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Thoughts on the Press (Conference) | The Nation

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Christopher Hayes

Christopher Hayes

Nation editor-at-large and host of MSNBC’s All In with Chris Hayes.

Thoughts on the Press (Conference)

I was in the East Room of the White House last night for the press conference. I was, alas, not one of the 13 journalists given an opportunity to ask the president a question, though I had a real zinger ready (Mr President: don't you think poor people should be doing more to help out Wall Street?).

Anyway, a few scattered thoughts:

1) Not one question about the trillion-dollar toxic asset program. This really stunned me. On the very slim chance I was called on, I had prepared a few questions about the rescue but figured that if I were called on the topic would be pretty exhausted by then, so also prepped a few about the defense budget and incarceration rates. But remarkably, no one asked about it. Why? My sense is that most political reporters (the people who were in the room, and got to ask questions) can't really make heads or tails of it either way. In their defense: it's complicated! I'm struggling to make sense of it, too. But it just seems crazy to me that the day after the White House announces a very complicated, high stakes and possibly expensive plan to remove toxic assets from bank balance sheets, the President is not asked about the details of the plan.

2) Why the president needs authority to take over non-bank financial institutions. I thought the first question, from the AP reporter was pretty good: why should we trust the government to take over big non-financial institutions. I also thought the president's answer was fairly smooth and fluent. But upon close inspection, it didn't make much sense. He praised the FDIC's capability to take over insolvent depository institutions, and their competent management of the process recently. But of course, the five largest banks, the one's many think are insolvent and need to be nationalized are all (thanks to deregulation!) depository institutions. It would seem to me the FDIC can already take the over. As for AIG, he noted, correctly, it's an insurance company and that there was no authority to take it over, which is part of the reason the situation's a mess. But authority or no, we *did* take it over. The Federal Reserve purchased 80% of the equity in the company. So under what authority did they do that? This is not to say I don't think the WH is totally correct to want the authority in advance to be able to take over firms that pose systemic risk. I just thought the explanation last night was a bit muddled.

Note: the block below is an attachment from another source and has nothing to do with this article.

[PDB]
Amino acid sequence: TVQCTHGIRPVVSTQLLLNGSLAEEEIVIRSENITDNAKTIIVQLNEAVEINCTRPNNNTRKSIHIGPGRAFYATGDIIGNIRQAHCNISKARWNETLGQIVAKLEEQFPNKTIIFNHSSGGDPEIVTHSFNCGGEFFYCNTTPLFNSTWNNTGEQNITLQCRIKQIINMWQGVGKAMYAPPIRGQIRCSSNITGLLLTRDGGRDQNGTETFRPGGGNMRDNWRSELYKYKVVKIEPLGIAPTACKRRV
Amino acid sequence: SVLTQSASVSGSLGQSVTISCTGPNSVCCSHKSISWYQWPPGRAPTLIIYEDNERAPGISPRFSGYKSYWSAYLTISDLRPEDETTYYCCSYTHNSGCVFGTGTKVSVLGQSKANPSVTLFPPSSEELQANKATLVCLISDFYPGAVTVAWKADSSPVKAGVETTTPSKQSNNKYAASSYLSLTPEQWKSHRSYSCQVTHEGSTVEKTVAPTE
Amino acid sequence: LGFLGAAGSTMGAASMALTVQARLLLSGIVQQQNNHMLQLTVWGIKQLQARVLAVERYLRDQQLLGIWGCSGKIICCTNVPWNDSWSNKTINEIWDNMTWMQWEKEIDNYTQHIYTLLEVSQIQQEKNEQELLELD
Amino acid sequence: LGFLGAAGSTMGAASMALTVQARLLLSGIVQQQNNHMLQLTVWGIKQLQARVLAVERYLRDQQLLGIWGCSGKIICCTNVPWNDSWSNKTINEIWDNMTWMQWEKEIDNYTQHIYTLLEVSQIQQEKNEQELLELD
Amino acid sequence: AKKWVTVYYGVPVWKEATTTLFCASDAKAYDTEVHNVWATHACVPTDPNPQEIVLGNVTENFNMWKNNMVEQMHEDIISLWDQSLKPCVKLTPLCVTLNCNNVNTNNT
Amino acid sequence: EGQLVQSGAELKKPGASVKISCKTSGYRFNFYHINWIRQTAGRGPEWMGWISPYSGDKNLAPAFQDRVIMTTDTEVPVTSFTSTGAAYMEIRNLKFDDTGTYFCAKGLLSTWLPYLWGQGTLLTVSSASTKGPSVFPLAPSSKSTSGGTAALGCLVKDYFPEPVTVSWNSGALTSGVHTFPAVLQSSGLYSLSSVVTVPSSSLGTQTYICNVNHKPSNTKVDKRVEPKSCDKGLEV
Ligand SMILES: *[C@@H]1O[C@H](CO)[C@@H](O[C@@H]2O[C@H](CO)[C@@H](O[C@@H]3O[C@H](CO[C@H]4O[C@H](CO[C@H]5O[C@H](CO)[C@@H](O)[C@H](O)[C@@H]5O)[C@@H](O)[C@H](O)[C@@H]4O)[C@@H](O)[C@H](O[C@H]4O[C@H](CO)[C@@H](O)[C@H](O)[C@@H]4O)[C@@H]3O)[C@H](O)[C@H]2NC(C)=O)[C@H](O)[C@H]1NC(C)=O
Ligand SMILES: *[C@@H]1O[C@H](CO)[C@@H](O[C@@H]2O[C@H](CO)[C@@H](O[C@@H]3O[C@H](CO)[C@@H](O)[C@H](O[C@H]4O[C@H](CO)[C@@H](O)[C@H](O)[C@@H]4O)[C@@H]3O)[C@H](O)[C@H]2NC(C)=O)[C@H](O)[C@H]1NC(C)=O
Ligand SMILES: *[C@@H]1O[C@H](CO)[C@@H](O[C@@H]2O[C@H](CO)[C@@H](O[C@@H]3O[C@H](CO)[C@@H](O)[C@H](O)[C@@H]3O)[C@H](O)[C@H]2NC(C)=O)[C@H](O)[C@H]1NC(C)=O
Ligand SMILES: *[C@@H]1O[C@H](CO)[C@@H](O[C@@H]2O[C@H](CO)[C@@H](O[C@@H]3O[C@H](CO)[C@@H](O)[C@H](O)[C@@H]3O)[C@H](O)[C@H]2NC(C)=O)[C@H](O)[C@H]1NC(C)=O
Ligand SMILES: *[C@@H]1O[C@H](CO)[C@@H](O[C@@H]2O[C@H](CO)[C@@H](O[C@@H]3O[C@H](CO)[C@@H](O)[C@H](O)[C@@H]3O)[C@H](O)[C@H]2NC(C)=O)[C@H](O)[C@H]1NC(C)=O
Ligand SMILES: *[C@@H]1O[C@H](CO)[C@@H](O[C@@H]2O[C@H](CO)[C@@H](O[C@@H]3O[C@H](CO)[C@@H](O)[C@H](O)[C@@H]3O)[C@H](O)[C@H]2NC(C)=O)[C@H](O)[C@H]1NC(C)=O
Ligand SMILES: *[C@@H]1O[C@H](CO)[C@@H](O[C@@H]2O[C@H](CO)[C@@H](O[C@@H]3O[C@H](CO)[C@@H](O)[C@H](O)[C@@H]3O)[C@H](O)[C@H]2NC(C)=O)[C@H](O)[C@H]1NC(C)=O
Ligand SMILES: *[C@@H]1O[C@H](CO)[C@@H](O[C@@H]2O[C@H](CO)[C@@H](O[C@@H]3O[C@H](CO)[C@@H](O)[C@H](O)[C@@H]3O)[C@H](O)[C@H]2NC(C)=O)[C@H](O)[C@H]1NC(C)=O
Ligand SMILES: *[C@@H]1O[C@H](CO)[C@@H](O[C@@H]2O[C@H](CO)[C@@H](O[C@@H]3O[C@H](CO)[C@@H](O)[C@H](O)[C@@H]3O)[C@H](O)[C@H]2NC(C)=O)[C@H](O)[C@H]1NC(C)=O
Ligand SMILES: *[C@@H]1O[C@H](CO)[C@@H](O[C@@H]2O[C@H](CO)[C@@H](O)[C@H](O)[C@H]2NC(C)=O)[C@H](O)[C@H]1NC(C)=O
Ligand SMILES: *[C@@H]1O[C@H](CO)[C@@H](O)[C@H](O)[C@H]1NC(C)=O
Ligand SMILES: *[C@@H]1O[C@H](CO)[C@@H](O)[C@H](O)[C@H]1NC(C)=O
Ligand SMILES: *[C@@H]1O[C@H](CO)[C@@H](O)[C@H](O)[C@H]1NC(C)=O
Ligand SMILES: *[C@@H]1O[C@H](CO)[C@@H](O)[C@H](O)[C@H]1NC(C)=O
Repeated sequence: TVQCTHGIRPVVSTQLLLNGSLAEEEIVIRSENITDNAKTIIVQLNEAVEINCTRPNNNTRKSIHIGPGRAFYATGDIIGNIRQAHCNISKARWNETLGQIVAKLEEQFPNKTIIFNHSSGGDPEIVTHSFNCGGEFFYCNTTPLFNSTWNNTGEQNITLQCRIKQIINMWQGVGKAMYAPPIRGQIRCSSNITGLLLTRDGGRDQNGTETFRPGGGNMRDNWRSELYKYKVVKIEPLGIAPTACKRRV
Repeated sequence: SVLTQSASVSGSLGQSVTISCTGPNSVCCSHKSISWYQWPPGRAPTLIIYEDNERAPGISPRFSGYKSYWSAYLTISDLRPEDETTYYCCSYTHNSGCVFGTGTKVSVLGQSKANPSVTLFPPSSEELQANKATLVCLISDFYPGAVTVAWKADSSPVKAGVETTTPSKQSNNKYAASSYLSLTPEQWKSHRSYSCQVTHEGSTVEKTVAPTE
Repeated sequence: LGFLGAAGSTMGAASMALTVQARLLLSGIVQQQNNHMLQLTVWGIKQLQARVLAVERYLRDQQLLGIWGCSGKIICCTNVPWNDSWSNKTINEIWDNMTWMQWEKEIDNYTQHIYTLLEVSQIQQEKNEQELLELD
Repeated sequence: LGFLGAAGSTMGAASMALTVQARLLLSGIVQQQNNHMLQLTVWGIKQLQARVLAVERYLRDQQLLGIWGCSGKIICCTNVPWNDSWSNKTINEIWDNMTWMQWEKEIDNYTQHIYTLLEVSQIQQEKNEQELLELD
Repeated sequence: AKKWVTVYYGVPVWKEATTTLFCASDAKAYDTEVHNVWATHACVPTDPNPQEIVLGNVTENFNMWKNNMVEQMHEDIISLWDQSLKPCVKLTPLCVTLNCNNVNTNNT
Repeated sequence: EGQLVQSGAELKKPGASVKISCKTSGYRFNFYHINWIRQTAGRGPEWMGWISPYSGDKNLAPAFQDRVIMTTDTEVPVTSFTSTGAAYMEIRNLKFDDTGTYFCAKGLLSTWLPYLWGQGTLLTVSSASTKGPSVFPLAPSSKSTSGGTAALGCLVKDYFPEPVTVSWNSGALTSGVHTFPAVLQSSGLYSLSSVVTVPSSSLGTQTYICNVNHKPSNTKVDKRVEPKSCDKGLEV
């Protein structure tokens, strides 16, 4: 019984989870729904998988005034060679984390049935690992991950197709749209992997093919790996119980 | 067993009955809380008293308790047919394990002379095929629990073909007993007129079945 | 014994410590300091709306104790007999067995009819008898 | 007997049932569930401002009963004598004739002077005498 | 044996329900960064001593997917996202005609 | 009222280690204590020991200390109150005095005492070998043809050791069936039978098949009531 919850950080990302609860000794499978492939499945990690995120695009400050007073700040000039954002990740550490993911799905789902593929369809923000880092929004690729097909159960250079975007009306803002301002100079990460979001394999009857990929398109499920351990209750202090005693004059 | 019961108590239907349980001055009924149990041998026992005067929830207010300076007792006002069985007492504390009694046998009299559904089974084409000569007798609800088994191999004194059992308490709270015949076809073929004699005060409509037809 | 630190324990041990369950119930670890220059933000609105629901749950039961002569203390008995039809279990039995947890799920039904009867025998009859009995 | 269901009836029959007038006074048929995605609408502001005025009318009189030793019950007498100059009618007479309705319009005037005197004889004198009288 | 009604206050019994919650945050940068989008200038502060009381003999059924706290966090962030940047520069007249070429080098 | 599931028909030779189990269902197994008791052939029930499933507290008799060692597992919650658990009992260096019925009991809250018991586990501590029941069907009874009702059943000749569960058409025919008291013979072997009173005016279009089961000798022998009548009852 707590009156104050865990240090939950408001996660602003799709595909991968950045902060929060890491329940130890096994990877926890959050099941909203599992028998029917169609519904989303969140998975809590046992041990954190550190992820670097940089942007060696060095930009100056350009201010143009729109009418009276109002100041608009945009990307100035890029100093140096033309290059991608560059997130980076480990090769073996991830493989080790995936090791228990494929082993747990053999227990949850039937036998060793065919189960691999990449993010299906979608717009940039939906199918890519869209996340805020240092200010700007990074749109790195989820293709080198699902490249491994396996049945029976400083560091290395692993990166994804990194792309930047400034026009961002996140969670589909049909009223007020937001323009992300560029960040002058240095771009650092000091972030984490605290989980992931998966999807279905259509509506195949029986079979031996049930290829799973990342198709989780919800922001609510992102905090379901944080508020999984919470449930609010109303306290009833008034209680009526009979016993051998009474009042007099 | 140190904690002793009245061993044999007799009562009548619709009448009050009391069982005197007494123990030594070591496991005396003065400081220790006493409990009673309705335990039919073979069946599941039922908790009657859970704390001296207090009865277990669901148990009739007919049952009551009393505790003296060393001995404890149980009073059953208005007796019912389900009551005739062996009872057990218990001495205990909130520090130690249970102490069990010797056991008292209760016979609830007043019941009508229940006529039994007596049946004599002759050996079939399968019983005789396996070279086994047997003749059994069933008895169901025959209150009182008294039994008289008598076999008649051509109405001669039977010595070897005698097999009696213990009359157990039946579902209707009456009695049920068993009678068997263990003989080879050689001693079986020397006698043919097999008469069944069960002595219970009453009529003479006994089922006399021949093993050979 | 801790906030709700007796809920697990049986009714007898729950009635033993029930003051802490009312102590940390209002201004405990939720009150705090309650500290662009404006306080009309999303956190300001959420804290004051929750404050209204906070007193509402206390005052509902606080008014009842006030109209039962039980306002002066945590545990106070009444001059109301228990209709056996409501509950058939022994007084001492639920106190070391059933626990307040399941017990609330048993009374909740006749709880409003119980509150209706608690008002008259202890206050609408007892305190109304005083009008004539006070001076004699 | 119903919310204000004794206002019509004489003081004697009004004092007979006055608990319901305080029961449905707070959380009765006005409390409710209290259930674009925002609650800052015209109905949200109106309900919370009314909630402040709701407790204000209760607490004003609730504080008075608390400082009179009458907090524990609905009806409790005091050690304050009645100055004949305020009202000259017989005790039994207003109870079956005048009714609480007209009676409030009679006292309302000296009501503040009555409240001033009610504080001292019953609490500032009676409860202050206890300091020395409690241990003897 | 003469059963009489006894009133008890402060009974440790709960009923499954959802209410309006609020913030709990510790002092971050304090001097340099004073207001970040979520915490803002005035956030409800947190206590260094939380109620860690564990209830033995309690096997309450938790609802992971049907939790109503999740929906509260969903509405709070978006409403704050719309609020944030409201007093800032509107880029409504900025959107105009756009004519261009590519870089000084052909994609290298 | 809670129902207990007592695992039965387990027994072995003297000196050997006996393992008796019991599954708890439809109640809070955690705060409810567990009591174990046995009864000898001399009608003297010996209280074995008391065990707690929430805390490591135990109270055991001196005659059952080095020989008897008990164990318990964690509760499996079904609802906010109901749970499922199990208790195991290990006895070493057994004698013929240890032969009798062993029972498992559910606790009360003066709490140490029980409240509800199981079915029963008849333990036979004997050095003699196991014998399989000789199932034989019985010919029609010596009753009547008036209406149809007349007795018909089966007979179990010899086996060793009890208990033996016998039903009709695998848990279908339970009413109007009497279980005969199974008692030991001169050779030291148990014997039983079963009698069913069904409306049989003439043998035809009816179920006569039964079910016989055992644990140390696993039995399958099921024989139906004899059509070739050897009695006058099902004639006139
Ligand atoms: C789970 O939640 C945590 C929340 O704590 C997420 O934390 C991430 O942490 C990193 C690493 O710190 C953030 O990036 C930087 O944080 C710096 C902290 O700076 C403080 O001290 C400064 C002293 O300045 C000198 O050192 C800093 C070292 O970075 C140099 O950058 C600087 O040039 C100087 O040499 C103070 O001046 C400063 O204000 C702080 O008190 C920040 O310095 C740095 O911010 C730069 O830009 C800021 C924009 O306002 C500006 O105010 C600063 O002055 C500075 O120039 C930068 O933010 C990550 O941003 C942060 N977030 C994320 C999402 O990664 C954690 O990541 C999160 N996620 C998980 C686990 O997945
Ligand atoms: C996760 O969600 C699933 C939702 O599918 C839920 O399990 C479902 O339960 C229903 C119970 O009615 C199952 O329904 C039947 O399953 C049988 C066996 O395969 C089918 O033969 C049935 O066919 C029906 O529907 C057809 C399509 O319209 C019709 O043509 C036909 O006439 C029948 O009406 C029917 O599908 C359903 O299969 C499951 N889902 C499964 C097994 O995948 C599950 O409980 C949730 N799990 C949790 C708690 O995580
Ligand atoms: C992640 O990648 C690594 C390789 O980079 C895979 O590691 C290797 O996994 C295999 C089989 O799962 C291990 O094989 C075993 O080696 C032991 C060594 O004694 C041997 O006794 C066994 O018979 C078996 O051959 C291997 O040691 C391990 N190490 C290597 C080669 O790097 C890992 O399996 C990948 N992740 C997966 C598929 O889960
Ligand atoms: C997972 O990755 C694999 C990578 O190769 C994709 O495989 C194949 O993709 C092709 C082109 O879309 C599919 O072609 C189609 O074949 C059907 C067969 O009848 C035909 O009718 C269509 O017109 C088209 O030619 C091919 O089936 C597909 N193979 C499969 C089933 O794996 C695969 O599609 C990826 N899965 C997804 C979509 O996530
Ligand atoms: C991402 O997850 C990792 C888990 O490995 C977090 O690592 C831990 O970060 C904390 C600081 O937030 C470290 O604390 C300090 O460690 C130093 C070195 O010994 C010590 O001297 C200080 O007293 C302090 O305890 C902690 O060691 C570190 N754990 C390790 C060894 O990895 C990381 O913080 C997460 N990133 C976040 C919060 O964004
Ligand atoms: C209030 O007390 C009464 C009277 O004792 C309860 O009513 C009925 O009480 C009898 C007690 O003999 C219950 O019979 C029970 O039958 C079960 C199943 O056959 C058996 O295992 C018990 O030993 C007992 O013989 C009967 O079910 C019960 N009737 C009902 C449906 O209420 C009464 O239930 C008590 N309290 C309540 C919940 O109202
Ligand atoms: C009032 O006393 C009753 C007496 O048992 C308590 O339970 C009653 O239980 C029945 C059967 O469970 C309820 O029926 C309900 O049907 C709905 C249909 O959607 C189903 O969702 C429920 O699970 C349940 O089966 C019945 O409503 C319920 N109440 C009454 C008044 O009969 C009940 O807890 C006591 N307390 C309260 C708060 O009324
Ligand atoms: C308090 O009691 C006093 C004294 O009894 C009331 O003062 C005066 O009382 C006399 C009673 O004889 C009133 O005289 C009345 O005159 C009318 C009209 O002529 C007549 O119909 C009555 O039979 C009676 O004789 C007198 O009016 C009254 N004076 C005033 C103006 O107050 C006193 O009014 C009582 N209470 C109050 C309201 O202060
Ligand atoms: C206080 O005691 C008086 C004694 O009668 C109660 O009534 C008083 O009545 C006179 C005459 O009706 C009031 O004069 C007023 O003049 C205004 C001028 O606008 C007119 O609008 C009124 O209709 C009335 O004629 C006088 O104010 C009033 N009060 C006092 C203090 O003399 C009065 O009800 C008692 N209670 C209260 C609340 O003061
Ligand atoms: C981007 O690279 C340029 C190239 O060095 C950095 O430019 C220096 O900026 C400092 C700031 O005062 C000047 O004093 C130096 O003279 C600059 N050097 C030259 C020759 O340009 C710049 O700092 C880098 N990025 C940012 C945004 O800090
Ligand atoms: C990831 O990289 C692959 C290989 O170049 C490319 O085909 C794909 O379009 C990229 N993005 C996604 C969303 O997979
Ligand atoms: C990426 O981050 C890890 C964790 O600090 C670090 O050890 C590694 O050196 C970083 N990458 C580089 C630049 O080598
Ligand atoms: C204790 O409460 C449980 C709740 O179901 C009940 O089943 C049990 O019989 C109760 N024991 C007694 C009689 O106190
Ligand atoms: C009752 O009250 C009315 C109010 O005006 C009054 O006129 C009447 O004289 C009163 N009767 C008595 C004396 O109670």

3) The press' obsession with deficits. Look: deficits are important. You can't always and forever borrow a ton of money at low rates and keep amassing debt. Fine. Stipulated. But I continue to be amazed by how obsessively the press focuses on the deficit and debt. During he campaign, you had debate moderators attempting to browbeat the candidates into embracing totally crazy-ass neo-Hooverism in the face of a massive drop-off in demand. Now you have reporters pressing the White House on deficit projections for the out-years based on very low GDP growth projections. (If growth is as low as the CBO says, we'll have bigger problems than a deficit). Part of the reason for this is that "fiscal conservatism" is a weird Beltway religion (except when defense is the issue). Even though it's meaningless, and, at its core, reactionary (it's a way of saying government is too big), it is just part of the general worldview/frame of political reporters.

Second, there's the problem that we are operating under fairly unique macroeconomic circumstances, what Paul Krugman calls "depression economics." When you're in the midst of this kind of demand collapse, you really /can/ have a free lunch, Milton Friedman's infamous dictum notwithsanding. The press hasn't figured this out yet.

Finally, the complexity of the substance of a $3.6 trillion budget is just staggering. To ask a question about the policy mechanisms and implications on the spending or revenue side of it, you have to have some expertise and facility with policy. Most political reporters don't have a ton of that. (And that's not necessarily a knock. If you're a daily political reporter, you're working pretty hard just following the day's news cycle and producing something for your outlet) What everyone can understand is a simple figure of how much more the government is spending than what it's taking in.

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